Photo Courtesy of Anthill Constructions
are nothing new nowadays. In fact, it's more unusual now to find an architect firm that doesn't care about the environment…or at least doesn't pretend to. Many companies are showing that just because a home is environmentally-friendly doesn't mean it can't fall into the realm of luxury real estate. The Drew House of Queensland, Australia is pretty close to the Great Barrier Reef, which may be why the dwelling looks like a strange research facility from the outside.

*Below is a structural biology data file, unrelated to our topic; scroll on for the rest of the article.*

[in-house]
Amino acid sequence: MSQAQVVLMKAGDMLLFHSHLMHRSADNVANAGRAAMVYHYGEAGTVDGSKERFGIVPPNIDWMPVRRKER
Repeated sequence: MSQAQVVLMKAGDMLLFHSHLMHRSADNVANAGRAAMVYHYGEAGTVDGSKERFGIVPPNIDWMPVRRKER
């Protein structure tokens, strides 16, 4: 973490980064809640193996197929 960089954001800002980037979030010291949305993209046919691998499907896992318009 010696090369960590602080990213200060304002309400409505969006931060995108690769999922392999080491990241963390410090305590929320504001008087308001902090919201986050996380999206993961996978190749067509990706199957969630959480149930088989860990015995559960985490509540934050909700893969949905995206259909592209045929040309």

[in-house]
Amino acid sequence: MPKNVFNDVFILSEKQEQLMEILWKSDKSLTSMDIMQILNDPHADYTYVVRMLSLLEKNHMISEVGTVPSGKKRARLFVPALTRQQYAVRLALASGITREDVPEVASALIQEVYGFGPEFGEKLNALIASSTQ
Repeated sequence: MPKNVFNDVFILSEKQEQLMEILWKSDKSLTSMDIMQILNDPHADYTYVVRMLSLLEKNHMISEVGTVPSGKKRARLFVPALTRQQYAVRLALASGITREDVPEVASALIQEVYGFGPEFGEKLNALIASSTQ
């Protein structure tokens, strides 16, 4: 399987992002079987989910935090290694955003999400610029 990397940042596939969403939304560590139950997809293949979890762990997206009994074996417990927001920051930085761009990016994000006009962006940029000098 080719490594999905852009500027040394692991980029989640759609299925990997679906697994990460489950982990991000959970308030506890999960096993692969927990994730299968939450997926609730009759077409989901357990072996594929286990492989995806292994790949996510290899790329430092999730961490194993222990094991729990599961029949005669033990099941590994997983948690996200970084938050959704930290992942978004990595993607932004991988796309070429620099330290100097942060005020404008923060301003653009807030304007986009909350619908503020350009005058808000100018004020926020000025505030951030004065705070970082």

The home was built as a holiday retreat for Marian Drew, an Australian photographer, and her brother, meant to resemble their childhood camping memories. Drew House is made up of pod-like structures, one a long metal tube and the others box-like rooms, that connect to create the living quarters. According to the architects, Simon Laws of Anthill Constructions, the living and sleeping areas of the home were made off-site in Brisbane, transported over to the location afterwards. The large deck area outside is meant to be an outdoor living and dining area, with a prefabricated parabolic roofed awning stretching over it. What makes it so eco-friendly? The architect firm assure that the design and shape of the home is energy efficient and simple materials were used in the construction as much as possible, like natural oiled Australian wood. There are also rainwater tanks, solar hot water and electrical panels, and a community water recycling system for everything but drinking and bathing.